Last week, I led a discussion on the influence that James Joyce had on Ernest J. Gaines. I have written about this before, briefly, on the Ernest J. Gaines Center’s blog. There, I wrote about the reference to Joyce in Gaines’s A Lesson before Dying. Throughout his career, Gaines has espoused the ways that authors like Joyce provided models for his own writing. He says that for him to write “A Long Day in November,” he had to get techniques from William Faulkner and James Joyce. While preparing for the session, I came across some more similarities between the two authors.

For the class, they had to read “Araby” and “Ivy Day in the Committee Room.” As I read “Araby,” I came across a couple of passages that reminded me of Gaines’s “A Long Day in November.” Specifically, I thought about Gaines’s story when the narrator begins to slip in and out of dreams. During his Saturday night trip to the market with his aunt, he starts to daydream. The sights and sounds cause him to imagine himself baring a chalice through the throng of people gathered at the market. The girl he infatuates over appears before him, and the narrator says, “Her name sprang to my lips at strange moments in strange prayers and praises which I myself did not understand” (24-25). The rest of the world slips away and he perceives her in front of him; however, he questions whether or not he will ever speak to her.

The narrator’s daydream in “Araby” is magical and childlike. In “A Long Day in November,” Sonny narrates a couple of instances where he slips into dreams while relating the story of his parents. In one dream, the rain and mud prevent Sonny from playing with his friends, shifts to Billy Joe Martin showing Sonny his new dime, and finally to Sonny and Lucy riding on a horse while the family watches from a fire. Unlike the narrator in “Araby,” Sonny is sound asleep, not daydreaming. His thoughts move from one scenario to another, becoming linked through Lucy, the girl he infatuates over. Waking up, Sonny gets jolted into reality, a reality that sees his parents fighting.
Another similarity I notices centers on the focus of Gaines’s and Joyce’s characters. As he worked on Dubliners, Joyce wrote to his brother Stanislaus about the characters and settings he was in the process of creating:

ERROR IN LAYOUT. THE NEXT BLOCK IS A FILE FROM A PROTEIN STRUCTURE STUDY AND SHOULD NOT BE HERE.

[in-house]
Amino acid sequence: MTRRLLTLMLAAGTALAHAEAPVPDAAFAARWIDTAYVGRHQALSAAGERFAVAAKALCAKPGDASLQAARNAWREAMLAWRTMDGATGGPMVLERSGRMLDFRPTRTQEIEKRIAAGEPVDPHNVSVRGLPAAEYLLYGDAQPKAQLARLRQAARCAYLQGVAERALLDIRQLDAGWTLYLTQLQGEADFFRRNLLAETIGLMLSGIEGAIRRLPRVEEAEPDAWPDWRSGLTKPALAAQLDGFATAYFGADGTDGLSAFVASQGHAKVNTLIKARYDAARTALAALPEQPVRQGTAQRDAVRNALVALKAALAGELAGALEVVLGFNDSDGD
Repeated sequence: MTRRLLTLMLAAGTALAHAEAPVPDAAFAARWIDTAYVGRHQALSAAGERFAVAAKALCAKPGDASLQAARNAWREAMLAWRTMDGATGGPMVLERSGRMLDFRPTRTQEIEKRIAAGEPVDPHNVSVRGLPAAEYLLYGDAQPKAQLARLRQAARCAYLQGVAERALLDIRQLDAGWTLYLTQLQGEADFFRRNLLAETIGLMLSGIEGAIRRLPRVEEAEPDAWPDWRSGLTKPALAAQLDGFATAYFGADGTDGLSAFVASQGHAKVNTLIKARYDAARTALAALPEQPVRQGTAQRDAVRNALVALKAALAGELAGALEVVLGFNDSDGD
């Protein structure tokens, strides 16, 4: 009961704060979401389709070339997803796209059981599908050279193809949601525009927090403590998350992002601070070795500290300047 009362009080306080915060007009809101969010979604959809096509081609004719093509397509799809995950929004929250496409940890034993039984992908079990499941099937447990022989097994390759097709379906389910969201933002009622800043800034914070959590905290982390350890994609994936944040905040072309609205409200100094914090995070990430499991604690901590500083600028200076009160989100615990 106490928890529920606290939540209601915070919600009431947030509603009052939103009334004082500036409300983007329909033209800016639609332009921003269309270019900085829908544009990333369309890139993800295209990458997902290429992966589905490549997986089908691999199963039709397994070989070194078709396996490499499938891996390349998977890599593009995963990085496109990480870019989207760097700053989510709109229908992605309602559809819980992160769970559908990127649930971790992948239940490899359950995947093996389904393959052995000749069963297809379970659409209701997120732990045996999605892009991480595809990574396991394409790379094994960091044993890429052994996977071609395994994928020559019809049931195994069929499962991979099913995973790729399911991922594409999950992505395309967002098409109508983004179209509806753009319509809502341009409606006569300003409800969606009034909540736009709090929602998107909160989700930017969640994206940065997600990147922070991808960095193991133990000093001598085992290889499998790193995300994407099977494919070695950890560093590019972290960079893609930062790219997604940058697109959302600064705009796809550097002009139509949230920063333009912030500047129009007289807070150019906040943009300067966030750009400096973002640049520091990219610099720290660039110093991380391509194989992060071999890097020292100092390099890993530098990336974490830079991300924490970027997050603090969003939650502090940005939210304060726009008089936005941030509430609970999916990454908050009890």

Do you see that man who has just skipped out of the way of the tram? Consider, if he had been run over, how significant every act of his would at once become. I don’t mean for the police inspector. I mean for anybody who knew him. And his thoughts, for anybody that could know them. It is my idea of the significance of trivial things that I want to give the two or three unfortunate wretches who may eventually read me. (qtd in Gifford viii)

The stories in Dubliners highlight ordinary people and events. One needs to only think of “Ivy Day in the Committee Room” to see this. Little happens in this story, just as little happens in “Araby.” The actions does not serve the purpose; instead, the conversation and the setting serve to give the story its brilliance. These things highlight “the significance of trivial things” that occupy the lives and thoughts of the characters presented.  

I bring this up because it reminds me of something Gaines wrote in regards to why anyone should ever care about reading a novel about a 110 year old, illiterate ex-slave. In a speech housed in the Ernest J. Gaines Center, Gaines talks about this very fact. He argues that we should care because Miss Jane exists. She lived, and she survived. He concludes the speech in this way:

To anyone who might ask why should I read about someone who did not fight war, make laws, marry a great politicia[n] or Statesman or writer, or doctor, I would say read about Miss Jane because she survived with strenvth [sic], dignity, love and respect fro man, God, Nature, vaseball [sic], and vanilla ice cream, during the most demanding hundred years of American history.  

Just as Joyce shows the importance of the ordinary man who almost gets hit by the tram, Gaines speaks about the importance of the ordinary woman who lived over one hundred years and survived one of the most trying centuries in American history for African Americans. Both Joyce and Gaines see the importance telling stories about ordinary people who may not have gotten recognition from the world.

There are more similarities that I am starting to see between Joyce and Gaines, but for now this is all I would like to talk about here. What are some similarities you perceive? Do you agree with these perceptions? Let me know in the comments below.

Gifford, Don. “Introduction.” Dubliners. James Joyce. New York: Barnes & Noble Books, 1992. vii-xxxv. Print.  
Joyce, James. “Araby.” Dubliners. New York: Barnes & Noble Books, 1992. 23-28. Print.

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